South Korea's First Genome Edited Petunia Approved in the U.S.September 2, 2020
The research team led by professor Geung-Ju Lee of Chungnam National University and Toolgen announced that the new variety of petunia co-developed with CRISPR genome editing technology has been determined as non-GMO by the U.S. Department of Agriculture.
The decision was released under the "Am I Regulated?" program of the USDA. The program is designed to verify the presence of GMOs for crops developed with new breeding techniques such as CRISPR technology. The genome-edited petunia developed in South Korea is the first genome-edited petunia approved by the USDA.
"We have succeeded in developing a new breed of petunia in pale pinky-purple color for the first time in the world by introducing CRISPR system," said professor Geung-Ju Lee. "Through the Research Center for Animal and Plant Genome Editing established by Chungnam National University and Toolgen, we plan to promote the development of new high-value-added genome editing variety crops and jointly respond to domestic regulatory issues."
For more details, read the article in Hankyung (in Korean).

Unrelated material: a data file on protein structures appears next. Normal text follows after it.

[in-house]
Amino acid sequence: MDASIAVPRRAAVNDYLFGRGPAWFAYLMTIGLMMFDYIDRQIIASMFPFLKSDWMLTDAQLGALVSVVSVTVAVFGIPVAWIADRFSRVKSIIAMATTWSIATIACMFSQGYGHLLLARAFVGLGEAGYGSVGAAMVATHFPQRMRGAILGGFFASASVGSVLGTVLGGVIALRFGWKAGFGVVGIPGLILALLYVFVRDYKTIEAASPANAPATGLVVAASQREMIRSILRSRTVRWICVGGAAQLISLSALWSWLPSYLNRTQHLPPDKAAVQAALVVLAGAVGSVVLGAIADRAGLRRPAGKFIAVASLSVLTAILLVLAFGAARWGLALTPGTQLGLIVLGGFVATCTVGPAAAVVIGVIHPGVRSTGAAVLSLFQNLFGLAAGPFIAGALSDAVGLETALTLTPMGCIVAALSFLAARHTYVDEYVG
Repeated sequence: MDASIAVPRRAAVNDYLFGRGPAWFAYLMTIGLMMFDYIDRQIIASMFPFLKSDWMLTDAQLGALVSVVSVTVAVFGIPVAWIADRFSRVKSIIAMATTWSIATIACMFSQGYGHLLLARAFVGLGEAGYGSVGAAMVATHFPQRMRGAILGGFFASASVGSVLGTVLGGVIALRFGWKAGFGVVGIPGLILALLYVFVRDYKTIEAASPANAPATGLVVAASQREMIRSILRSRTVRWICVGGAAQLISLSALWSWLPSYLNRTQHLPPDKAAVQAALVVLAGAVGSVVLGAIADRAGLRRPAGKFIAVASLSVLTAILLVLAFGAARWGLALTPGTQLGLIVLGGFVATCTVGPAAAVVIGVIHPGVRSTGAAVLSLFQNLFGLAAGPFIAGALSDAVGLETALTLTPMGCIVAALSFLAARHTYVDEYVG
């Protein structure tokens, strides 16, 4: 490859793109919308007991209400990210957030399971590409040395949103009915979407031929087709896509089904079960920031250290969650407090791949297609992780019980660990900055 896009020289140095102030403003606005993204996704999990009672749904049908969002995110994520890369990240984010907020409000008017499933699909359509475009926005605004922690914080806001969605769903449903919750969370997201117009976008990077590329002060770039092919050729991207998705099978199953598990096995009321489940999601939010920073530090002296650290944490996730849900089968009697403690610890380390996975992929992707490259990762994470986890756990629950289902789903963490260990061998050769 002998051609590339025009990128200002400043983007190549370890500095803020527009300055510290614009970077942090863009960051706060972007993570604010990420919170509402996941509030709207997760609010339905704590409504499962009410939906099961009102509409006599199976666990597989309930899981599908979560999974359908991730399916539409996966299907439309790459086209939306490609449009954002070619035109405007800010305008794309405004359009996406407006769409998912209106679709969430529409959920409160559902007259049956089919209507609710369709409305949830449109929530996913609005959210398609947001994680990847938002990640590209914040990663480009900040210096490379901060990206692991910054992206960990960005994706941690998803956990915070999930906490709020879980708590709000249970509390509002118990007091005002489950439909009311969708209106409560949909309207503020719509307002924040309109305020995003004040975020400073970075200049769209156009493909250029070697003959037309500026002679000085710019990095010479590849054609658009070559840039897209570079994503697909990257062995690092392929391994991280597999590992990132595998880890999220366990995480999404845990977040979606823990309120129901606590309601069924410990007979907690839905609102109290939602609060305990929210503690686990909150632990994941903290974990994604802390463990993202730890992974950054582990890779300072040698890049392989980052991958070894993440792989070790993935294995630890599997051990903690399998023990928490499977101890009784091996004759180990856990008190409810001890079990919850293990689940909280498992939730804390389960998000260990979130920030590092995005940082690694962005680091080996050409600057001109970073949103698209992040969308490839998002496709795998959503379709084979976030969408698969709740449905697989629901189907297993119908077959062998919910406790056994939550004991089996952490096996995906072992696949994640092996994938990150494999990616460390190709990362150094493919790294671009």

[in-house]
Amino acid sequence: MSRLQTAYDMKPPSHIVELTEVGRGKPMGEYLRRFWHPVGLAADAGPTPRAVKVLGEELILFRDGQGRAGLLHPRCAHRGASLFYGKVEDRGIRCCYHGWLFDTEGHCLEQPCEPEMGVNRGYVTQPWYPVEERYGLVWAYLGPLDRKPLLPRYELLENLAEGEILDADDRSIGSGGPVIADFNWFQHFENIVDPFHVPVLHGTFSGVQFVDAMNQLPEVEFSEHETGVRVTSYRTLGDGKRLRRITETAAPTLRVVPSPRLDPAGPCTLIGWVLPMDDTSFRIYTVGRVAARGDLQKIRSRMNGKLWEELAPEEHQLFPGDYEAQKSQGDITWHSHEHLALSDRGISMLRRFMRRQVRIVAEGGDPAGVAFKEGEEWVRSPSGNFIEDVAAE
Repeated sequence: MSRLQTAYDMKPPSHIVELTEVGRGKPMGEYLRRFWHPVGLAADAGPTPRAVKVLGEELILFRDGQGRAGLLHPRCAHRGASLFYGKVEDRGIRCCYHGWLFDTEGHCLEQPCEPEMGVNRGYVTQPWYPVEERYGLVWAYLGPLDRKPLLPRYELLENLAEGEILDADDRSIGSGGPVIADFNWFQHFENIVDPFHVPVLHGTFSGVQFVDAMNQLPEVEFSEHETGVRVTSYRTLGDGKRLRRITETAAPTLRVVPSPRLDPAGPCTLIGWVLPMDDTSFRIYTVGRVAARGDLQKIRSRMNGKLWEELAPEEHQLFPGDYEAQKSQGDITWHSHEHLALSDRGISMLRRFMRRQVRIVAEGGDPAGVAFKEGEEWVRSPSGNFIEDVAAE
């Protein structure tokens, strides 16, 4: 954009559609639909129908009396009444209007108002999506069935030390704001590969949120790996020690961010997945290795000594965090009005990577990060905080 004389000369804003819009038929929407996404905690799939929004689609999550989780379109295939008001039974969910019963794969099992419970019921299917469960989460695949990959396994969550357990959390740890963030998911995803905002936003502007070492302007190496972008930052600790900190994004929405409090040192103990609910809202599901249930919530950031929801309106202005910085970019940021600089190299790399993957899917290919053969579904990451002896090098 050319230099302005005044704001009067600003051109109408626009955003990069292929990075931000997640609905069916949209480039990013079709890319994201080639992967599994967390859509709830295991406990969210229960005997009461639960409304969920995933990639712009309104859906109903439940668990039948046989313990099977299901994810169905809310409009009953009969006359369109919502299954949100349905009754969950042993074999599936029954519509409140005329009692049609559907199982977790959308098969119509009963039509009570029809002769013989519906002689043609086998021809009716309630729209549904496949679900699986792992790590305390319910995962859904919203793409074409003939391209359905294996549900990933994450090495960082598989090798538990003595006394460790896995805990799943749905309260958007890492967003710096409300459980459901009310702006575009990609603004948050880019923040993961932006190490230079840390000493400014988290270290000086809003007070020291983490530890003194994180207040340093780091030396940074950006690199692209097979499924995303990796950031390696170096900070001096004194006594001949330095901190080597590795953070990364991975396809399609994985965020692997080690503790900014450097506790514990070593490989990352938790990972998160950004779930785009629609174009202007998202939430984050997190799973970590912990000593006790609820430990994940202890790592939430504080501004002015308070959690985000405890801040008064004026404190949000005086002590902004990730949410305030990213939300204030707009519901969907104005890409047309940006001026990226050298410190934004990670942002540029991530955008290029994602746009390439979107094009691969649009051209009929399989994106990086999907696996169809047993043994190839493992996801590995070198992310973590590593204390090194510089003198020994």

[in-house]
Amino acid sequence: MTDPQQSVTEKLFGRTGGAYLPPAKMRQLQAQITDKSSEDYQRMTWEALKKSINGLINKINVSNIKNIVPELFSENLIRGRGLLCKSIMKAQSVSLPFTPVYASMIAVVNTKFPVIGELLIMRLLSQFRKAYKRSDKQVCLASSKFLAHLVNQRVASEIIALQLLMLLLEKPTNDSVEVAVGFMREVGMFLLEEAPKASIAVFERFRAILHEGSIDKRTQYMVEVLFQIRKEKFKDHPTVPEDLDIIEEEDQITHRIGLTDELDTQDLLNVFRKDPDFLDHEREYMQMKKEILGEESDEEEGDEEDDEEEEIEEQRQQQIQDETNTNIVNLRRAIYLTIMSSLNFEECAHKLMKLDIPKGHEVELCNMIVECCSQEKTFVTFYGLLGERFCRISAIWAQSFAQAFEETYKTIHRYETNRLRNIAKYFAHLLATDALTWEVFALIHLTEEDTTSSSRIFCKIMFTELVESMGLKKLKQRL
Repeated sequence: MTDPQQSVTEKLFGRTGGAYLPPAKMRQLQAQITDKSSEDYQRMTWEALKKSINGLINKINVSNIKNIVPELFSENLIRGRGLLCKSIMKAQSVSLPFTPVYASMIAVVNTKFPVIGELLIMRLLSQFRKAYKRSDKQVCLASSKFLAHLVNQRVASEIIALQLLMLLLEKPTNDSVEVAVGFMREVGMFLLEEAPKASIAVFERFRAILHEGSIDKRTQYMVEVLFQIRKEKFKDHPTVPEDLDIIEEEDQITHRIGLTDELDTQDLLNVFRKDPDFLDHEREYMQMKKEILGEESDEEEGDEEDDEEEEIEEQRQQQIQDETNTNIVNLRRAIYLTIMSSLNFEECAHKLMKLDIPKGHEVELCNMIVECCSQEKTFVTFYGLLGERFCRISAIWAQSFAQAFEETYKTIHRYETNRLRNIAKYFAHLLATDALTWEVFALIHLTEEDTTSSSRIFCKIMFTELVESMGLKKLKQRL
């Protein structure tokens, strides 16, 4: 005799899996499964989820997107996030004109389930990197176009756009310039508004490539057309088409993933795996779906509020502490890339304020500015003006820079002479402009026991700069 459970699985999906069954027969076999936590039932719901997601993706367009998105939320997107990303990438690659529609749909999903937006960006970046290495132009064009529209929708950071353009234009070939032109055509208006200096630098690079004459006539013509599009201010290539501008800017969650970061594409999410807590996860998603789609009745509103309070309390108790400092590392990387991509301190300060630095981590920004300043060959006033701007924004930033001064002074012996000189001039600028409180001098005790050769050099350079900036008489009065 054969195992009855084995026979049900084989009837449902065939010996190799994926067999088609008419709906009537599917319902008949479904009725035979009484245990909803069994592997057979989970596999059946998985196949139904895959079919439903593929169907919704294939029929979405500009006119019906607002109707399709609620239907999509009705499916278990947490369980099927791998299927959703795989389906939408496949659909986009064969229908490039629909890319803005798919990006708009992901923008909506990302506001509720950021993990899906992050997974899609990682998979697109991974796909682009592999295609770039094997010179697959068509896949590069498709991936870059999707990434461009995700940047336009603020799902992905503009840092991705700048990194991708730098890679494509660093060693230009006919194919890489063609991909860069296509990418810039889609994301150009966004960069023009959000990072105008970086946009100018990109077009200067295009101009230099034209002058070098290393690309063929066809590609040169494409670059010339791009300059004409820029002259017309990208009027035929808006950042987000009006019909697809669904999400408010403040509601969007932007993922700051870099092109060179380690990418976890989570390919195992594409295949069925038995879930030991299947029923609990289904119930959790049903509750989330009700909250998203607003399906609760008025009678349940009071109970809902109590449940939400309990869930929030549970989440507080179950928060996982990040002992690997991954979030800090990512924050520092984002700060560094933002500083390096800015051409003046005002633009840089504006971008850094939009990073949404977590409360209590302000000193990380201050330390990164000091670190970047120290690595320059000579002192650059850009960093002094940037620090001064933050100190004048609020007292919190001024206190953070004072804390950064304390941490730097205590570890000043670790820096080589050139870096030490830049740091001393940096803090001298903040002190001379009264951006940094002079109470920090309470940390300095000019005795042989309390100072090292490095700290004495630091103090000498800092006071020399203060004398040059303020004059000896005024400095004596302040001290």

You might also like:
- Petunia (Petunia hybrida) GM Events
- Genomes of Wild Parents Reveal Complex History of Garden Petunias
- Researchers Discover How Petunias Know When to Smell Good
The Crop Biotech Update is a weekly newsletter of ISAAA, a non-for-profit organization. The CBU is distributed for free to over 23,000 subscribers worldwide to inform them about the key developments in biosciences, especially in agricultural biotechnology. Your support will help us in our mission to feed the world with knowledge. You can help by donating as little as $10.
See more articles:
- Map Catalogs Effects of Coronavirus Mutations
- Pregnant Women Face More Risks from COVID-19
- Washington University Saliva Test for COVID-19 Faster and Easier
News from Around the World
- Genomes of Three Most Troublesome Agricultural Weeds Published
- Scientists Discover First Known Gene to Impart Resistance to Speck Disease of Tomatoes
- UC Davis-Led Study Finds Missing Link in Evolutionary History of Rubisco
- Asia-Pacific Sets Responses and Recovery Plans on COVID-19 and Hunger
- Plant Enzymes Found to Have a Vital Role in Flood-Resistance Adaptability
- Experts Review Potential of Plant-Based Edible Vaccines
Plant Breeding Innovations
- South Korea Promotes the First Genome-edited Food Crop
- South Korea's First Genome Edited Petunia Approved in the U.S.
- Animal Biotech Offers Potential in Addressing Food Insecurity
Subscribe to CBU: